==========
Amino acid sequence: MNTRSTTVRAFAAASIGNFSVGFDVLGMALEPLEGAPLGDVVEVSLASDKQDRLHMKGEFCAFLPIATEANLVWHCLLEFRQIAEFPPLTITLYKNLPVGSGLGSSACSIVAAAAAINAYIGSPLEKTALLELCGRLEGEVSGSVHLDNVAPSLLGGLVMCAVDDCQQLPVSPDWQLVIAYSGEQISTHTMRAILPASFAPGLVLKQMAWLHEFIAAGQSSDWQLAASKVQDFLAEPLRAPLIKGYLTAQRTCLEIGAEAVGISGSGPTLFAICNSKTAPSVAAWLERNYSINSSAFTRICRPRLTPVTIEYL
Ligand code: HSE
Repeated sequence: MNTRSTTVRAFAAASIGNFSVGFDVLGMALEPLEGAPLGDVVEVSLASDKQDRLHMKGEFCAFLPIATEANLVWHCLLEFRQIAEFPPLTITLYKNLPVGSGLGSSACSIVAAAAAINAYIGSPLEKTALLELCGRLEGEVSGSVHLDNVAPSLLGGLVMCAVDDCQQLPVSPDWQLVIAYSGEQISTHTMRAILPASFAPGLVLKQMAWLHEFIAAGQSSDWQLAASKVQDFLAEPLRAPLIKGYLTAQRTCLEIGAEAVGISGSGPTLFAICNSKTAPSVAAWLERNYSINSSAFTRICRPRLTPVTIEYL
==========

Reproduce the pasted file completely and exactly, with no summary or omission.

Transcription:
Amino acid sequence: MNTRSTTVRAFAAASIGNFSVGFDVLGMALEPLEGAPLGDVVEVSLASDKQDRLHMKGEFCAFLPIATEANLVWHCLLEFRQIAEFPPLTITLYKNLPVGSGLGSSACSIVAAAAAINAYIGSPLEKTALLELCGRLEGEVSGSVHLDNVAPSLLGGLVMCAVDDCQQLPVSPDWQLVIAYSGEQISTHTMRAILPASFAPGLVLKQMAWLHEFIAAGQSSDWQLAASKVQDFLAEPLRAPLIKGYLTAQRTCLEIGAEAVGISGSGPTLFAICNSKTAPSVAAWLERNYSINSSAFTRICRPRLTPVTIEYL
Ligand code: HSE
Repeated sequence: MNTRSTTVRAFAAASIGNFSVGFDVLGMALEPLEGAPLGDVVEVSLASDKQDRLHMKGEFCAFLPIATEANLVWHCLLEFRQIAEFPPLTITLYKNLPVGSGLGSSACSIVAAAAAINAYIGSPLEKTALLELCGRLEGEVSGSVHLDNVAPSLLGGLVMCAVDDCQQLPVSPDWQLVIAYSGEQISTHTMRAILPASFAPGLVLKQMAWLHEFIAAGQSSDWQLAASKVQDFLAEPLRAPLIKGYLTAQRTCLEIGAEAVGISGSGPTLFAICNSKTAPSVAAWLERNYSINSSAFTRICRPRLTPVTIEYL